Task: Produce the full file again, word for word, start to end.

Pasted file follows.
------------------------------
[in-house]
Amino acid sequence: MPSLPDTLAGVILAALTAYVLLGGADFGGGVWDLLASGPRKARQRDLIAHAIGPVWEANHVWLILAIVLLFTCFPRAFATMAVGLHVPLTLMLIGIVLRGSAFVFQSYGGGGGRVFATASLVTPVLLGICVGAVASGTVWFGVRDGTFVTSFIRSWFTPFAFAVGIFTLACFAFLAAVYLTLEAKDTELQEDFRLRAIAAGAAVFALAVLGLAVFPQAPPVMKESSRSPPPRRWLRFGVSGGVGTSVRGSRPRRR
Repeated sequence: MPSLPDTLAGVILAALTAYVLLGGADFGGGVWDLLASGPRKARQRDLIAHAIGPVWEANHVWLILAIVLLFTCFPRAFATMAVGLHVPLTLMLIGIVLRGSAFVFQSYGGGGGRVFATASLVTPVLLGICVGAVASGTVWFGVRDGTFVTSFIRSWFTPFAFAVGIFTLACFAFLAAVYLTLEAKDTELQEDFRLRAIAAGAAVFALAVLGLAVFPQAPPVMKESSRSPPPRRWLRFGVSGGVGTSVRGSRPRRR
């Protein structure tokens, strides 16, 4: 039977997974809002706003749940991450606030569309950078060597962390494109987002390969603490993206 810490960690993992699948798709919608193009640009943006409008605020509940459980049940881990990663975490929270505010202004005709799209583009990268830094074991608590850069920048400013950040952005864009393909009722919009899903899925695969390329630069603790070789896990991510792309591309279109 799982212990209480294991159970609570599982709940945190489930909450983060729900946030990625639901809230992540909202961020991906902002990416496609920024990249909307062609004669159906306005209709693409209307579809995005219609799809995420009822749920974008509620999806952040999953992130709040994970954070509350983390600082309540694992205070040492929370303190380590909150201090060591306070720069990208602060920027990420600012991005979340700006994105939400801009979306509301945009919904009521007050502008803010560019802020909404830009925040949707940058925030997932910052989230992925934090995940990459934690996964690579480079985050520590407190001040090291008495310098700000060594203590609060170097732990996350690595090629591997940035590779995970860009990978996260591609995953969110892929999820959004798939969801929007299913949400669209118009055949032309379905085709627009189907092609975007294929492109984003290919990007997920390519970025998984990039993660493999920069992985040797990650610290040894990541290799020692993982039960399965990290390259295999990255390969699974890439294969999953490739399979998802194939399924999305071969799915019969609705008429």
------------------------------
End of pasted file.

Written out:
[in-house]
Amino acid sequence: MPSLPDTLAGVILAALTAYVLLGGADFGGGVWDLLASGPRKARQRDLIAHAIGPVWEANHVWLILAIVLLFTCFPRAFATMAVGLHVPLTLMLIGIVLRGSAFVFQSYGGGGGRVFATASLVTPVLLGICVGAVASGTVWFGVRDGTFVTSFIRSWFTPFAFAVGIFTLACFAFLAAVYLTLEAKDTELQEDFRLRAIAAGAAVFALAVLGLAVFPQAPPVMKESSRSPPPRRWLRFGVSGGVGTSVRGSRPRRR
Repeated sequence: MPSLPDTLAGVILAALTAYVLLGGADFGGGVWDLLASGPRKARQRDLIAHAIGPVWEANHVWLILAIVLLFTCFPRAFATMAVGLHVPLTLMLIGIVLRGSAFVFQSYGGGGGRVFATASLVTPVLLGICVGAVASGTVWFGVRDGTFVTSFIRSWFTPFAFAVGIFTLACFAFLAAVYLTLEAKDTELQEDFRLRAIAAGAAVFALAVLGLAVFPQAPPVMKESSRSPPPRRWLRFGVSGGVGTSVRGSRPRRR
């Protein structure tokens, strides 16, 4: 039977997974809002706003749940991450606030569309950078060597962390494109987002390969603490993206 810490960690993992699948798709919608193009640009943006409008605020509940459980049940881990990663975490929270505010202004005709799209583009990268830094074991608590850069920048400013950040952005864009393909009722919009899903899925695969390329630069603790070789896990991510792309591309279109 799982212990209480294991159970609570599982709940945190489930909450983060729900946030990625639901809230992540909202961020991906902002990416496609920024990249909307062609004669159906306005209709693409209307579809995005219609799809995420009822749920974008509620999806952040999953992130709040994970954070509350983390600082309540694992205070040492929370303190380590909150201090060591306070720069990208602060920027990420600012991005979340700006994105939400801009979306509301945009919904009521007050502008803010560019802020909404830009925040949707940058925030997932910052989230992925934090995940990459934690996964690579480079985050520590407190001040090291008495310098700000060594203590609060170097732990996350690595090629591997940035590779995970860009990978996260591609995953969110892929999820959004798939969801929007299913949400669209118009055949032309379905085709627009189907092609975007294929492109984003290919990007997920390519970025998984990039993660493999920069992985040797990650610290040894990541290799020692993982039960399965990290390259295999990255390969699974890439294969999953490739399979998802194939399924999305071969799915019969609705008429």